Alternatives to medicine that treat snoring, like dental appliances, could help individuals sleep better and improve their cognitive function, slowing the onset of Alzheimer’s disease, according to new research published in Geriatrics.

The research team at the Center for BrainHealth at the University of Texas sought to understand the relationship between breathing rate during sleep and cognitive function, and how a snoring intervention could affect brain health.

Breathing patterns might predispose individuals to having dementia

The team’s pilot study included 18 individuals aged 55-85 with a history of snoring. About one third of participants had mild cognitive impairment and another third had Alzheimer’s disease.

Participants slept at home while a portable recorder collected data on their breathing, heart rate and snoring. The researchers then assessed the participant’s memory, executive function and attention.

They found that the maximum breathing rate during uninterrupted periods of sleep can differentiate healthy individuals from individuals with either Alzheimer’s disease or mild cognitive impairment.

Co-author of the study, Emet Schneiderman, said: “We saw three distinct patterns amongst the groups of people, meaning we can look for a breathing pattern that might predispose individuals to having dementia.”

The findings suggest that better sleep improves cognition

The team also looked at whether an oral appliance which prevents snoring affects breathing rate and cognitive function. The participants wore the device at night for four weeks and found that snoring decreased.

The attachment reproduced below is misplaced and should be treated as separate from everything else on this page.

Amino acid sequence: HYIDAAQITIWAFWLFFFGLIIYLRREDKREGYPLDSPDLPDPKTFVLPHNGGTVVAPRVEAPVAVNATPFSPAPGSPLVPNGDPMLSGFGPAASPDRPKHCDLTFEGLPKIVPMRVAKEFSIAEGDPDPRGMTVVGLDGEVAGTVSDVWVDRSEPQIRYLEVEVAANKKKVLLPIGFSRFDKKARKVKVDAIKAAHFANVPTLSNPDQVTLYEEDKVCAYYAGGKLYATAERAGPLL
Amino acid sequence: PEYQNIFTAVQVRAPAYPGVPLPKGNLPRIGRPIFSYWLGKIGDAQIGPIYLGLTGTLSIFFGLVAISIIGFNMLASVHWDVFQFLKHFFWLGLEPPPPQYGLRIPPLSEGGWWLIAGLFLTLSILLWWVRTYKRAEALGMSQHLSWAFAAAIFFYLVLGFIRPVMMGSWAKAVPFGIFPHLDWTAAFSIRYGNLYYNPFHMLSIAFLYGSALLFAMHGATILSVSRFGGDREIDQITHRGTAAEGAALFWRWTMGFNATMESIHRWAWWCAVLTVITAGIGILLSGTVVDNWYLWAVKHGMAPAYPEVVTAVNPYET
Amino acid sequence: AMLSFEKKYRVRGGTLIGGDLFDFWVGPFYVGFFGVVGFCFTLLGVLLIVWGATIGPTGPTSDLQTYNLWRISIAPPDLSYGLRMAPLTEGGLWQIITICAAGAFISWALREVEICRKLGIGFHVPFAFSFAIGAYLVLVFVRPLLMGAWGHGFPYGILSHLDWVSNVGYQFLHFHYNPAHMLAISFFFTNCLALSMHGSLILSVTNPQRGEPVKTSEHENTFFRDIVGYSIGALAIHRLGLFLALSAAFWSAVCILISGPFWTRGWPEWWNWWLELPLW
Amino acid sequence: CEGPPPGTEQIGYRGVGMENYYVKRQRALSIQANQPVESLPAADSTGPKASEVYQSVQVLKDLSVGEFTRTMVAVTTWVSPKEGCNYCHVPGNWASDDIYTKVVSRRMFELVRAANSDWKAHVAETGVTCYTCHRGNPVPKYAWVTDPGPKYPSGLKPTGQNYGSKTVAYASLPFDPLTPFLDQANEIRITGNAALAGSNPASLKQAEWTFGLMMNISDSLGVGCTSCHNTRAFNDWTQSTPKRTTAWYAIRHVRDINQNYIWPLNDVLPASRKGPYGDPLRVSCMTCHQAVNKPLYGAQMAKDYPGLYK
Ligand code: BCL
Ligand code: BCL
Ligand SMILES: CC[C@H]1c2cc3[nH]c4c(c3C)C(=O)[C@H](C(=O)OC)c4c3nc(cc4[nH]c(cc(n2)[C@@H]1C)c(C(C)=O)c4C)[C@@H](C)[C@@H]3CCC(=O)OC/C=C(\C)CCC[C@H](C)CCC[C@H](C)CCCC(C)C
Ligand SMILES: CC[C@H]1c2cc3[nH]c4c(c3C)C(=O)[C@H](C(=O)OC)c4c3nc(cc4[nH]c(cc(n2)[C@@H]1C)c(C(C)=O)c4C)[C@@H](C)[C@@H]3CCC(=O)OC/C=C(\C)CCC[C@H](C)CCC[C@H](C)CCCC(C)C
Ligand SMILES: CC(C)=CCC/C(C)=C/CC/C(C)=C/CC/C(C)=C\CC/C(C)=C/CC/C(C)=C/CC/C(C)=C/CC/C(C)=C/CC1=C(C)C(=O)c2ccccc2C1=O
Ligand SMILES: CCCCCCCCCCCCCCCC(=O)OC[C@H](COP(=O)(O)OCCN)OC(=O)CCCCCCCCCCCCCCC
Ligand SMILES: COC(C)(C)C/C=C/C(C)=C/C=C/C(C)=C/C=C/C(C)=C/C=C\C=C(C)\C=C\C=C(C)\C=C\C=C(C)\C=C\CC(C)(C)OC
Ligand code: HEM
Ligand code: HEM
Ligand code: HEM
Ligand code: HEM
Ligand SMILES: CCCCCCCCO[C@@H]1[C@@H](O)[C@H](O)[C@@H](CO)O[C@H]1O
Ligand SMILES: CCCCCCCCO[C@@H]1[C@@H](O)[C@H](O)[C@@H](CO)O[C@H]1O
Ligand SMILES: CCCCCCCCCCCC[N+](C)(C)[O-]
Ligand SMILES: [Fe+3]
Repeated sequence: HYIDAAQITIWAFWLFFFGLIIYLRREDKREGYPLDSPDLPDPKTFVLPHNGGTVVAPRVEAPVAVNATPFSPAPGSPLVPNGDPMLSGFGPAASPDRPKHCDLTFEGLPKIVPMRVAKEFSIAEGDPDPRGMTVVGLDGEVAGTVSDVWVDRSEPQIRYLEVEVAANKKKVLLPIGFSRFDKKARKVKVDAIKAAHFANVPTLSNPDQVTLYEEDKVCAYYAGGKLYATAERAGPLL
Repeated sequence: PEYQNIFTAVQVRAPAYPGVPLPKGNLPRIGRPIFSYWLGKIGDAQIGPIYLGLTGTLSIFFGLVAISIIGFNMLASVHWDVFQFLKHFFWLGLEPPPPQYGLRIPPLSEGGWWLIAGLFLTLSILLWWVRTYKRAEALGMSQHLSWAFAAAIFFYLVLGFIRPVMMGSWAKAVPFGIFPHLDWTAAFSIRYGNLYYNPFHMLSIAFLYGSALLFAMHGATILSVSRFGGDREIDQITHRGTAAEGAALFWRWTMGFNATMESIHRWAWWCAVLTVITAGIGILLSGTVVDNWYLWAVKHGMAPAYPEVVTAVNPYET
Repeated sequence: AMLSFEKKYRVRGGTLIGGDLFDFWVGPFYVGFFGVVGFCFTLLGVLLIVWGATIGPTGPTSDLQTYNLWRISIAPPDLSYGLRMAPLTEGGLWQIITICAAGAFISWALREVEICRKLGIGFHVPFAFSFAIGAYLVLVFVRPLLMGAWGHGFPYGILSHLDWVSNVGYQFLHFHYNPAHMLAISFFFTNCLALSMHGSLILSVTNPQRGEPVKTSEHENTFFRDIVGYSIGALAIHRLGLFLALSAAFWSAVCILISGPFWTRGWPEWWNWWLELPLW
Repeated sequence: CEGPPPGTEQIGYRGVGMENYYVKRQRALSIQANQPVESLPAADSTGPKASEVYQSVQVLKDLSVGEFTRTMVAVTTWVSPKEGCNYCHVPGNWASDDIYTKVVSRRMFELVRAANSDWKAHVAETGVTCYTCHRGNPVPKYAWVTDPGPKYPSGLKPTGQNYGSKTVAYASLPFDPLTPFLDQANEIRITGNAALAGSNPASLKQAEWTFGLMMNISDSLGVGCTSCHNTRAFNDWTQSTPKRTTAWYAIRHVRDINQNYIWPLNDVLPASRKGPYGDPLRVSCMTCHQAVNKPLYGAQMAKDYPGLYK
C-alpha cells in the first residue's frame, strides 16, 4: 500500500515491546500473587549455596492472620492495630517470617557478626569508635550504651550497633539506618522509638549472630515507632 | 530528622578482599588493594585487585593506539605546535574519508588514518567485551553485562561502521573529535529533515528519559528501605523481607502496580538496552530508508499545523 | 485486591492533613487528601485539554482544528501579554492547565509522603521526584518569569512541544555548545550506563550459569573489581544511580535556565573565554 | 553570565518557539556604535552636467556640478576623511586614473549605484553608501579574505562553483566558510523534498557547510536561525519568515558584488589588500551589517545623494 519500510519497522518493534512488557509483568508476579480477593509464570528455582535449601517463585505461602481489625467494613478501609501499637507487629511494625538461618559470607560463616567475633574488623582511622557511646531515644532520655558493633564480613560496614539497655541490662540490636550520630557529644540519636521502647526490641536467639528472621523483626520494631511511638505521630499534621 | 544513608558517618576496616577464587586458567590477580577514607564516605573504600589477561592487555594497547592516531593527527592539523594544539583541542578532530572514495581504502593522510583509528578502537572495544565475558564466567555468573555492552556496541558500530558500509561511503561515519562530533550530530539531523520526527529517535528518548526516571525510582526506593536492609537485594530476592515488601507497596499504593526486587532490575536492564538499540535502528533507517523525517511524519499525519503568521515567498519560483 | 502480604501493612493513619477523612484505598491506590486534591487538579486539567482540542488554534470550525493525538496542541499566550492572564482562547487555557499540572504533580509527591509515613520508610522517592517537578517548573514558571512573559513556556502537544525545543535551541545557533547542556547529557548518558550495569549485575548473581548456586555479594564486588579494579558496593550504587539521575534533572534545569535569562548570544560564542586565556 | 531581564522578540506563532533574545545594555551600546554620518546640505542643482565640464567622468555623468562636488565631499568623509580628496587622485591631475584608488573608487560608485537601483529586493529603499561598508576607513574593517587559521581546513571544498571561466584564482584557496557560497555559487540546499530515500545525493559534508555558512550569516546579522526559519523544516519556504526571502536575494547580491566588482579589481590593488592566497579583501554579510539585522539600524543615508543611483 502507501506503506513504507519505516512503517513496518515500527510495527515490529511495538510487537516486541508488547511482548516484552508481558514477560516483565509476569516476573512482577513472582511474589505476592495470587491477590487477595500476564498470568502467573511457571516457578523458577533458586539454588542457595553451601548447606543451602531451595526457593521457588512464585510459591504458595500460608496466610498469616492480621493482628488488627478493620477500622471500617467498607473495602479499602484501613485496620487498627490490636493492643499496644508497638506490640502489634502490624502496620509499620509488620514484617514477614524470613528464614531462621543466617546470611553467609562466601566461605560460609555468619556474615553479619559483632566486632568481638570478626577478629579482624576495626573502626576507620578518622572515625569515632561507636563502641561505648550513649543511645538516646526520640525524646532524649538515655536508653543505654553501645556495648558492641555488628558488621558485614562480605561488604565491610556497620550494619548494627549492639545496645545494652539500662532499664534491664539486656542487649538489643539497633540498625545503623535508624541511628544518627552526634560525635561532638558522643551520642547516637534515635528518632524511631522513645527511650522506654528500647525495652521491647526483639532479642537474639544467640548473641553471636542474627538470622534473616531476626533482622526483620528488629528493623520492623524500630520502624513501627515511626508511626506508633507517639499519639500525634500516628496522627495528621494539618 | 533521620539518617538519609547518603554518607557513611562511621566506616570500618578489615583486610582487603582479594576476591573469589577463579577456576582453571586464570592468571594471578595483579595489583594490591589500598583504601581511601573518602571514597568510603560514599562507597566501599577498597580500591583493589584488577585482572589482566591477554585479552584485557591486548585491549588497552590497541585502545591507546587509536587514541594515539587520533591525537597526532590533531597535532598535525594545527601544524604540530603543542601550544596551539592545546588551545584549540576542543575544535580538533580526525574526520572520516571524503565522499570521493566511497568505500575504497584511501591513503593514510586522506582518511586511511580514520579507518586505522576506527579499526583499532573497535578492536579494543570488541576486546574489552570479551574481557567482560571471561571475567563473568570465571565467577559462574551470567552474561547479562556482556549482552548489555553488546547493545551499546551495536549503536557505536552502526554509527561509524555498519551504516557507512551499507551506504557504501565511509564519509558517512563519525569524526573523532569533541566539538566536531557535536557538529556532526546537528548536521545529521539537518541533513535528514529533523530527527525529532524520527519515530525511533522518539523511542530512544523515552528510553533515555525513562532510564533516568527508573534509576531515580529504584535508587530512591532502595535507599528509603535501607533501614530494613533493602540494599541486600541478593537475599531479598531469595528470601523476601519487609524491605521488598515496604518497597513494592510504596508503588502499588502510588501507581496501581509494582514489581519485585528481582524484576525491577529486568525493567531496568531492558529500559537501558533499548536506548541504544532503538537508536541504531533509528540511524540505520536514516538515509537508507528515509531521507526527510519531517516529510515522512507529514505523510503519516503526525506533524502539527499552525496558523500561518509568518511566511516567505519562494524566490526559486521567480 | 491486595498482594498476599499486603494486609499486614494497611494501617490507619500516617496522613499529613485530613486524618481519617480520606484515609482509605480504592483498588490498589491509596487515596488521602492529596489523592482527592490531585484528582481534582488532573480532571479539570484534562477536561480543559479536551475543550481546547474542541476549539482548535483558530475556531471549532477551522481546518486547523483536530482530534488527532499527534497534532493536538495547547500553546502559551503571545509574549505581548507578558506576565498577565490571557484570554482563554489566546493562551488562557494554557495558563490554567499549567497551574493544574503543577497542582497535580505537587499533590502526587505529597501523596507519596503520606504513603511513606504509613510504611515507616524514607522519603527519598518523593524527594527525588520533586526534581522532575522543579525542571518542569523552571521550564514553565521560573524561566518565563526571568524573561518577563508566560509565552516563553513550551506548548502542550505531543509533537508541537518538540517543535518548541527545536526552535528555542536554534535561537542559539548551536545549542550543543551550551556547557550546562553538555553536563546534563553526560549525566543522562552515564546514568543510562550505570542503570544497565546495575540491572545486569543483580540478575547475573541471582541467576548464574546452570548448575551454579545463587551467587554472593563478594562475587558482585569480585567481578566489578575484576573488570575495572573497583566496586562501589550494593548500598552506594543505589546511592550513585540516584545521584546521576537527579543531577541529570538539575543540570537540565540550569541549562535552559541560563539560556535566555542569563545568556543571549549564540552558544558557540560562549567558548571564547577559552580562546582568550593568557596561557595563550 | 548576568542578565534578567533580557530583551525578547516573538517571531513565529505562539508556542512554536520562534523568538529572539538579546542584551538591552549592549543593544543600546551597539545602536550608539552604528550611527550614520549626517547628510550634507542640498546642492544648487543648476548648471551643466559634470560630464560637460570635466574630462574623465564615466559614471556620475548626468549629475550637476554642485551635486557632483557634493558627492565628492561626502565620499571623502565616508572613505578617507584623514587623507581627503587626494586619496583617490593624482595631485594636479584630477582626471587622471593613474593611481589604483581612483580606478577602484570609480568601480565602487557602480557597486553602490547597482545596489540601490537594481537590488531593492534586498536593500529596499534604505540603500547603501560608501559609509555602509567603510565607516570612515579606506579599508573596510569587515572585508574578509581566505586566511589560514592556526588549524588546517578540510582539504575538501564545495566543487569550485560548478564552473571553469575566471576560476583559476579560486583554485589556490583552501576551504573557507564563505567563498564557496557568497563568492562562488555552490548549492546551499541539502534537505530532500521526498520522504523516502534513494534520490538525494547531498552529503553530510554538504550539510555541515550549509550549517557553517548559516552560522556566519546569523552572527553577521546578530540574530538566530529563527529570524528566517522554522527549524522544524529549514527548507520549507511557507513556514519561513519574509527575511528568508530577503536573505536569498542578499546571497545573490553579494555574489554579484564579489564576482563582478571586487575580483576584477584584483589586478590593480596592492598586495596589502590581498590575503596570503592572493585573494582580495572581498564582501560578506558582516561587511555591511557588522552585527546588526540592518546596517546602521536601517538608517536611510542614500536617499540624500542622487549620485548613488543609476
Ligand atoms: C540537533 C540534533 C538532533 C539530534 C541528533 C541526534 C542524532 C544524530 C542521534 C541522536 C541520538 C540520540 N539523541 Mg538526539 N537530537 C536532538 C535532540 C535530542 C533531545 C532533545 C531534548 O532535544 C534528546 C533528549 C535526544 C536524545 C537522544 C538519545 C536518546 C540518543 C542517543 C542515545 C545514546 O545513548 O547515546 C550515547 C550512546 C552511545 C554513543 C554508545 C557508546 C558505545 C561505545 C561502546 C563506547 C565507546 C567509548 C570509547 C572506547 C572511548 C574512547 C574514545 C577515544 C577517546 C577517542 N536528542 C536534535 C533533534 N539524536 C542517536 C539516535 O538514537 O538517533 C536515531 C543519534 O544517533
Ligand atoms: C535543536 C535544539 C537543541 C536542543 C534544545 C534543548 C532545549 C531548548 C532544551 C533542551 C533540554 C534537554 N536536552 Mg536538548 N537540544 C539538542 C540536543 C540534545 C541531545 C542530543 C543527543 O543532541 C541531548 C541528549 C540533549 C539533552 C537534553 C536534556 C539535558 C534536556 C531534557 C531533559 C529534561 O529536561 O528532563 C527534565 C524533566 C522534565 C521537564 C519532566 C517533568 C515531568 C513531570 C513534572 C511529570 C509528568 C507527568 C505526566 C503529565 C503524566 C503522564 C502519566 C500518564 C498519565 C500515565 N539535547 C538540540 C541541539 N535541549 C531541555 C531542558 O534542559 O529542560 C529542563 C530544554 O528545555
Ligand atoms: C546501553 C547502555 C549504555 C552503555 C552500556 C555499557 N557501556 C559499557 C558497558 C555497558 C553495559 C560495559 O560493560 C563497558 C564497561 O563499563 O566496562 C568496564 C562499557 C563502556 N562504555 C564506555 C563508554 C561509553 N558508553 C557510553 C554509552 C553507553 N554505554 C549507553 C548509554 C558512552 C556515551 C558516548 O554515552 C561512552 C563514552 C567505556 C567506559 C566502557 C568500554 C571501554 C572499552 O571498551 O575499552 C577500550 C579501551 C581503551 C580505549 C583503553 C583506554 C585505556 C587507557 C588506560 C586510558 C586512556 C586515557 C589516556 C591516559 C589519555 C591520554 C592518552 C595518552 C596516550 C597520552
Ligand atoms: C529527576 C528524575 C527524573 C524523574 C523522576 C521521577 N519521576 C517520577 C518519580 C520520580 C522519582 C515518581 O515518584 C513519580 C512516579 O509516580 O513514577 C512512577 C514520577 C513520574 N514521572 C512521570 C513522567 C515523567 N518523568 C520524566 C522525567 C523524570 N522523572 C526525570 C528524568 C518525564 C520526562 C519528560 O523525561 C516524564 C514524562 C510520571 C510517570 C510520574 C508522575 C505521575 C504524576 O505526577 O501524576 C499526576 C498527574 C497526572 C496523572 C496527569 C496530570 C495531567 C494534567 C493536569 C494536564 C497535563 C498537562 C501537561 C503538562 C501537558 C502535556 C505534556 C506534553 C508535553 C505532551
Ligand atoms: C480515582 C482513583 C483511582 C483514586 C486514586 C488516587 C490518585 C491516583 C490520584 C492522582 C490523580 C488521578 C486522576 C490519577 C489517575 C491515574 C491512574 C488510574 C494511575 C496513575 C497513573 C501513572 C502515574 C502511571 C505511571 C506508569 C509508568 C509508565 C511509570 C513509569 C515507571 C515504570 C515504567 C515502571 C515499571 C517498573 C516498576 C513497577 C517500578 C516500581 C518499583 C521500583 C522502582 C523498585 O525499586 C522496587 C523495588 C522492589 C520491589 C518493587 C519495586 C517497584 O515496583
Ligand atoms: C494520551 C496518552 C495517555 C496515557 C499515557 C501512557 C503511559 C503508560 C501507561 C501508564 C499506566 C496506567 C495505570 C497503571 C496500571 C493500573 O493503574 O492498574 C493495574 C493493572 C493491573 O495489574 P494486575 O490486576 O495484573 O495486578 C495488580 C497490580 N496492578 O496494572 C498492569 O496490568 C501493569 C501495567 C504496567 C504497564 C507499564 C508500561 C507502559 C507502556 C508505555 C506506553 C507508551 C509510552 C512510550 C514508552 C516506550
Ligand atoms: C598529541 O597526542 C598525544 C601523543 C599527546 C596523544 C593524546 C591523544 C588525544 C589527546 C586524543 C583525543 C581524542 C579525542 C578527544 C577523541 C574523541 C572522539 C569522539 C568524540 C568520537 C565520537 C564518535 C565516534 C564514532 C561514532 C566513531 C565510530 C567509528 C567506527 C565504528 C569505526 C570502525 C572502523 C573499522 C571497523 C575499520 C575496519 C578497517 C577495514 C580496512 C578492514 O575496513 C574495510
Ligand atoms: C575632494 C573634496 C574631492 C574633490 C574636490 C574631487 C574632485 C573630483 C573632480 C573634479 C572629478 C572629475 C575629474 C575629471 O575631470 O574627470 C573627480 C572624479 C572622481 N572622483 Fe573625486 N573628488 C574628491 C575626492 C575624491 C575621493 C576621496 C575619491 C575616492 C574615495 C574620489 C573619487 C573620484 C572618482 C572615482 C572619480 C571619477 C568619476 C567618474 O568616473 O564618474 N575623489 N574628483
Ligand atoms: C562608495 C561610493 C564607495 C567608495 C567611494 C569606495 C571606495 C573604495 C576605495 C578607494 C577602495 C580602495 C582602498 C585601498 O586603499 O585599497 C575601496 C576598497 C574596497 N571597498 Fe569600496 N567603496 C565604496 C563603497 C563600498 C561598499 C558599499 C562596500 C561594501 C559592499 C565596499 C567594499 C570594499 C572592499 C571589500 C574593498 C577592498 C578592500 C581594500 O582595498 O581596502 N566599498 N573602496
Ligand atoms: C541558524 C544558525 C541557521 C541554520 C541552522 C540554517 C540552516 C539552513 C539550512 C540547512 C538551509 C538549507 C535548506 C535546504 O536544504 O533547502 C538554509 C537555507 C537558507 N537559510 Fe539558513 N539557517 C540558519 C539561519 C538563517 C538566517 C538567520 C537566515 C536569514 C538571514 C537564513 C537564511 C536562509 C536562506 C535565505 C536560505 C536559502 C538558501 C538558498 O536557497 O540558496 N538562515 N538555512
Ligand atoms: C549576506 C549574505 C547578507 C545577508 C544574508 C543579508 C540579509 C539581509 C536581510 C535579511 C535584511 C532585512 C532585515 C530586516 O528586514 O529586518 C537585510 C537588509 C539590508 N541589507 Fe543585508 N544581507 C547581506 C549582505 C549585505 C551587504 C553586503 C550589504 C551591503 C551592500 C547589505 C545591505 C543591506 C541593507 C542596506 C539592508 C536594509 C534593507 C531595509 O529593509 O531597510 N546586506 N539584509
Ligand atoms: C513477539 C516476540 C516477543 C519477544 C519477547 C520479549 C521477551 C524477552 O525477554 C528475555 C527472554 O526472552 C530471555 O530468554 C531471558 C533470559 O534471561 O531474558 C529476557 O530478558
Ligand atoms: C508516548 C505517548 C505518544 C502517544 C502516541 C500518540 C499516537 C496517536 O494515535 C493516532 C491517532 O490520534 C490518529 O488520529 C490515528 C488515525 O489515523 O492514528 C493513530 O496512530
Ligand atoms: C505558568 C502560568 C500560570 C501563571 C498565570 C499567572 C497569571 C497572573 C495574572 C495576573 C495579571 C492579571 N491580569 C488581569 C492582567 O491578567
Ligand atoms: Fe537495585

After the intervention period, cognitive function – especially in the domain of memory – no longer differed between healthy individuals and individuals with mild cognitive impairment. This suggests better sleep improves cognition in individuals with mild cognitive impairment.

Namrata Das, co-author and research neuroscientist in Alzheimer's disease, said: “If we can make significant changes for individuals with mild cognitive impairment, we can slow the onset of Alzheimer’s disease.”

Oral appliances could have a wide range of applications

Although the team did not notice an overall difference in the cognitive function of participants with Alzheimer’s disease, researchers are hopeful that the intervention could work.

Unlike sleep medications which give individuals the impression that they’ve slept well, snoring devices allow the brain to enter a deep phase of sleep, which is essential for the housekeeping process to rid the body of toxins.

Das added: “Oral appliances could have a wide range of applications since sleep is affected by many different things across many different age groups.

“Maybe appliances could help individuals sleep better, reducing mental health symptoms caused by poor sleep before they get serious decline in neurocognitive symptoms.”